South China Morning Post

It's not just about China. Asian economies are integrating rapidly, fuelling regional growth

Asia’s massive economic bloc is growing in a complementary fashion, with more regional investments and collaborations as integration intensifies, write Oliver Tonby and Jonathan Woetzel in South China Morning Post.

China’s inexorable economic rise, and Japan’s industrial revolution before it, have long attracted superlatives. But beyond these economic giants, there is much dynamism elsewhere in Asia, too. Consider that, in Bangladesh, manufacturing as a share of its economy has jumped from 16 to 22 per cent in just 10 years.

Or look at Yangon, Myanmar’s largest city, which is well on its way to becoming an innovation hub. From a standing start, the city has attracted US$2.6 billion of foreign direct investment into knowledge-intensive sectors over a decade.

What is most exciting about Asia is not only its combined and still-increasing scale – this is the world’s largest regional economy – but that its diverse economies are integrating rapidly, fuelling each other’s growth.

Our new research found a distinct trend towards integration in Asia. Today, 60 per cent of goods traded are within the region, as are 71 per cent of investment in Asian start-ups and 59 per cent of Asian foreign direct investment. Even most Asian travellers – 74 per cent – make trips within Asia.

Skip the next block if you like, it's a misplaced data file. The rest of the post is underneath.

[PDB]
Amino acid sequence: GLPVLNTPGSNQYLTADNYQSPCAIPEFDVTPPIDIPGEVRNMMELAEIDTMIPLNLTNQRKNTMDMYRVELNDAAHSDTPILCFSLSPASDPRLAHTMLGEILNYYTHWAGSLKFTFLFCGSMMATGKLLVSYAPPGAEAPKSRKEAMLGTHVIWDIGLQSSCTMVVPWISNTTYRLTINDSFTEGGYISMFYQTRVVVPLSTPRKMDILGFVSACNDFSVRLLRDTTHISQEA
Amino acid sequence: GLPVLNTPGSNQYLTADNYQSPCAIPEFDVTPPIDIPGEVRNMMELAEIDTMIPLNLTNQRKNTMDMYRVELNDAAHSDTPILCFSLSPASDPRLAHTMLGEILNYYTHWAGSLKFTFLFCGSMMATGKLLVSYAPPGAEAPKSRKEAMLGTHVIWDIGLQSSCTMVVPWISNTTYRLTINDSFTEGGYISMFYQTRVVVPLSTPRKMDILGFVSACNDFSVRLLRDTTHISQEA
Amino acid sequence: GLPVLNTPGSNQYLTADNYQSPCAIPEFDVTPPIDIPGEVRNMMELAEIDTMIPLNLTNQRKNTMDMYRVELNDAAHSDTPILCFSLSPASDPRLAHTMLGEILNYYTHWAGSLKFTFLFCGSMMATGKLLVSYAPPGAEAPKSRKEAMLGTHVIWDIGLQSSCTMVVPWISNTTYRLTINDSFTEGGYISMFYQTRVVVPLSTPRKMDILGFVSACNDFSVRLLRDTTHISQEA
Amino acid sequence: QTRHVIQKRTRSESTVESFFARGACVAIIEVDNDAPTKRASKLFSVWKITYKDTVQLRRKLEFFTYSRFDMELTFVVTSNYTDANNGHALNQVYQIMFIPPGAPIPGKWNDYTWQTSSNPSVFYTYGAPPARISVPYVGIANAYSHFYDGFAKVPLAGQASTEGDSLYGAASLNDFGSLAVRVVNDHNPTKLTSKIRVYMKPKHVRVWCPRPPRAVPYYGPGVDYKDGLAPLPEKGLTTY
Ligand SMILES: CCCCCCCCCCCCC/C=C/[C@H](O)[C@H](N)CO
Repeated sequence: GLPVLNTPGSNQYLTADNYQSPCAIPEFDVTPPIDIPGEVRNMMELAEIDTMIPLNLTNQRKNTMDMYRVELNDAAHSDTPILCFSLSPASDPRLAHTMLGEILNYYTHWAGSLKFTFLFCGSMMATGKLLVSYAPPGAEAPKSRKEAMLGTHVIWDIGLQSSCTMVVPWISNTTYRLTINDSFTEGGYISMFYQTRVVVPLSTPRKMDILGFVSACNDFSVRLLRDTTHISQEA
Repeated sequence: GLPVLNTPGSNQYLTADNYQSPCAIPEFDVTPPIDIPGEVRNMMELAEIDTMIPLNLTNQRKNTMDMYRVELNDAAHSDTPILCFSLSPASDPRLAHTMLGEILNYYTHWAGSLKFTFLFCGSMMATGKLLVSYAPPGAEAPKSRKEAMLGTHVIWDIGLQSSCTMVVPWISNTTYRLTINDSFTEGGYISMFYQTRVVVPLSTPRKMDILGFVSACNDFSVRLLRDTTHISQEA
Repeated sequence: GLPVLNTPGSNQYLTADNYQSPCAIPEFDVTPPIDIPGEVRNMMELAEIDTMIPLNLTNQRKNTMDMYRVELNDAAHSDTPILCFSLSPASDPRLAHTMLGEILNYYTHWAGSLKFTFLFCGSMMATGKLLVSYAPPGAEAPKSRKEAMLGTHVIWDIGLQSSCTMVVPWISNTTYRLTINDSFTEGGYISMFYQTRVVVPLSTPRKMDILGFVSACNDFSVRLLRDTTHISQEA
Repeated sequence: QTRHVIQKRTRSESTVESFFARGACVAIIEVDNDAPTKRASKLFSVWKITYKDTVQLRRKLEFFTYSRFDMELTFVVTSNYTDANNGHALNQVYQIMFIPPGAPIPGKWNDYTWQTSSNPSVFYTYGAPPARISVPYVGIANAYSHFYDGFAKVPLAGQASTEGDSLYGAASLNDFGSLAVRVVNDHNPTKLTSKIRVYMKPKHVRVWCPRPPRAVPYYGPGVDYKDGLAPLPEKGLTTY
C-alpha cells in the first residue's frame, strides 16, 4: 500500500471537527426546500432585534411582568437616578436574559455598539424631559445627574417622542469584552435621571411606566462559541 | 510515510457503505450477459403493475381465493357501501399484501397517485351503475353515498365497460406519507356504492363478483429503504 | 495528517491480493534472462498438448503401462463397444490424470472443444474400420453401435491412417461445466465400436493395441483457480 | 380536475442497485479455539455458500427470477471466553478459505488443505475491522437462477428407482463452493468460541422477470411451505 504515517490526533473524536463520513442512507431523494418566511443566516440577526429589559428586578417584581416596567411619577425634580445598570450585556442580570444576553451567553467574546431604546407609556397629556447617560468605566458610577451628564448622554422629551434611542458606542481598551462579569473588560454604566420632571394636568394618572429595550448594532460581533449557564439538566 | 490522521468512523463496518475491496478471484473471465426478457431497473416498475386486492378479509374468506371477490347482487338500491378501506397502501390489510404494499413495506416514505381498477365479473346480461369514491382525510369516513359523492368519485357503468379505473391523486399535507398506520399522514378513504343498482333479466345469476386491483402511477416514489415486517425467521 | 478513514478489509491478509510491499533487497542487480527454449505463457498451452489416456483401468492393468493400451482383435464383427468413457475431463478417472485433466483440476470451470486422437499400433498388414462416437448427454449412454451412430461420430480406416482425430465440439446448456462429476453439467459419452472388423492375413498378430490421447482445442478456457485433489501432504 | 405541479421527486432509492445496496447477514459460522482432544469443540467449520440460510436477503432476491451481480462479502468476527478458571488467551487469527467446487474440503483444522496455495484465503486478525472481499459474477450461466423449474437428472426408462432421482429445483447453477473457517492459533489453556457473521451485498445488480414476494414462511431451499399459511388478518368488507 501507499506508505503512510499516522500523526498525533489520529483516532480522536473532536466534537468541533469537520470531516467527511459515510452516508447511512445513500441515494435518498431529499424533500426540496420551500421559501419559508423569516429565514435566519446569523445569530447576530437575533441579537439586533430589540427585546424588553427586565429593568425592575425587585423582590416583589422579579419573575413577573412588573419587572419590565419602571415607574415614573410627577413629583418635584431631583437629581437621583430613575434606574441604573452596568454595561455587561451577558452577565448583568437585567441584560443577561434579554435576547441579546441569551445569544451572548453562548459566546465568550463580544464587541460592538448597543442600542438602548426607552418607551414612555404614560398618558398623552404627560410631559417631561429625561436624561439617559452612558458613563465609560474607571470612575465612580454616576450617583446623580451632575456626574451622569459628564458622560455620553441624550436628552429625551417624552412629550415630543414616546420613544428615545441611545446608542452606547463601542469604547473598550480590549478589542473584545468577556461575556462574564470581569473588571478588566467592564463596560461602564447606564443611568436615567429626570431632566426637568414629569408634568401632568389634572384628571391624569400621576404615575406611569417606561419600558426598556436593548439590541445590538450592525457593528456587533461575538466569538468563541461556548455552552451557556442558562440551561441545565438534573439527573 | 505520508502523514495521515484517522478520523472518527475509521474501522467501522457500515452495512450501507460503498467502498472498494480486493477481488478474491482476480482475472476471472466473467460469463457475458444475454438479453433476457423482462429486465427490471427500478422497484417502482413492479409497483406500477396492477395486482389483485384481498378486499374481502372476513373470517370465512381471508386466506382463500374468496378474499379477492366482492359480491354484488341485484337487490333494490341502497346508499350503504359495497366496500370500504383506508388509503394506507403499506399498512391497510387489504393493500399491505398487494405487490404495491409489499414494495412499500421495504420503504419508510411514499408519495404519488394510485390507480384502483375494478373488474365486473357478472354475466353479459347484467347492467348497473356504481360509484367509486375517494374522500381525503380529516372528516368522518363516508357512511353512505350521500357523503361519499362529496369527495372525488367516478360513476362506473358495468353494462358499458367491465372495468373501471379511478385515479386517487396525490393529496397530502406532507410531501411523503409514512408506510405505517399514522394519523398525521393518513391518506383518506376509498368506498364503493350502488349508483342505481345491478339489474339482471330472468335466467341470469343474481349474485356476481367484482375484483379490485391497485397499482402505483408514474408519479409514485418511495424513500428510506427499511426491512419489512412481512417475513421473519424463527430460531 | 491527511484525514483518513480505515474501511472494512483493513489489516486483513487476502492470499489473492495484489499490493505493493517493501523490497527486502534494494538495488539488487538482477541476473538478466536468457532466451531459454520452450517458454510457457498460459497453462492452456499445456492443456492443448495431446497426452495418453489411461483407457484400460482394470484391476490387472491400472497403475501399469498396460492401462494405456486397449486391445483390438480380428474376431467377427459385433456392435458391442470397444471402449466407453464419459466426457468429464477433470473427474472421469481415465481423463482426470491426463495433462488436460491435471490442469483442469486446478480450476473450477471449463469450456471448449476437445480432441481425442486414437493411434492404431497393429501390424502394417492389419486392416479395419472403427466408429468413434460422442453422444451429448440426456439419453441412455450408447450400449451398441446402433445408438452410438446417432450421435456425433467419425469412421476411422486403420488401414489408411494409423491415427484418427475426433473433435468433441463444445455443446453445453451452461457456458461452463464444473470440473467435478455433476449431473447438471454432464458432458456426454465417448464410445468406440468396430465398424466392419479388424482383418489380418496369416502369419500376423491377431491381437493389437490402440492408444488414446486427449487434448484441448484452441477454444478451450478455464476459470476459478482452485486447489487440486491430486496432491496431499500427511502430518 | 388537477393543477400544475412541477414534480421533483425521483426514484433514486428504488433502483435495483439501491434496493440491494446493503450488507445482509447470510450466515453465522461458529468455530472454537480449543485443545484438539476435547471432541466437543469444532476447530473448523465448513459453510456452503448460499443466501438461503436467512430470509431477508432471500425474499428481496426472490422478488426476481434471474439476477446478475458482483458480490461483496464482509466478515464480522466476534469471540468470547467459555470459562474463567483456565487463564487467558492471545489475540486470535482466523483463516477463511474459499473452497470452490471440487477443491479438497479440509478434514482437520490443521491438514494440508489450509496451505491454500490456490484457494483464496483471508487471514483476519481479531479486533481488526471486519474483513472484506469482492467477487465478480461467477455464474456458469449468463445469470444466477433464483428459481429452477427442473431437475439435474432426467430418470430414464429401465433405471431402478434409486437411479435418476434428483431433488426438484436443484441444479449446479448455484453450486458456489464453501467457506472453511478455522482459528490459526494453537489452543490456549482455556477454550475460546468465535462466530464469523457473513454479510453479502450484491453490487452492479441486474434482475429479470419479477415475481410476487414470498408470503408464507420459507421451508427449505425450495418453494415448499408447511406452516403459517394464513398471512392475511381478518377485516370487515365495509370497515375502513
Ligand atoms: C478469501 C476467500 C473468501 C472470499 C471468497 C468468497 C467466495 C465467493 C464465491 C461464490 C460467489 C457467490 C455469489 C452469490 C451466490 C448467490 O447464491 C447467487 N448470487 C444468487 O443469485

“Asia-for-Asia” networks studded with vigorous cities are spreading across the region: in industry, technology and among people. And these networks are very largely being developed by Asians. For instance, South Korea accounted for 33 per cent of foreign direct investment in Vietnam, while Japan provides 35 per cent of the same in Myanmar, and 17 per cent in the Philippines.

Asia’s diverse economies complement each other and, together, they are a considerable force. For example, as working-age populations in China and Asia’s advanced economies decline, those in Asia’s emerging economies are growing. India’s median age was 27 in 2015 and by 2050, is expected to be only 38, lower than China’s median age by around 10 years.

Also, as one country moves up the economic development ladder, another takes its place. We see this in labour-intensive manufacturing, as China shifts into knowledge-intensive manufacturing that requires more research and development.

From 2014-2017, China’s share of emerging economies’ labour-intensive manufactured exports declined from 55 to 52 per cent. During the same period, Vietnam’s share increased by 2.2 percentage points and Cambodia’s by 0.4 of a percentage point. Nike has manufactured more of its product lines in Vietnam than in China since 2009.

Asia is also largely financing its own innovation – as much as 71 per cent of Asia’s venture capital funding is from the region. And this is global-scale investment in technology. Last year, 47 per cent of worldwide start-up funding took place in Asia.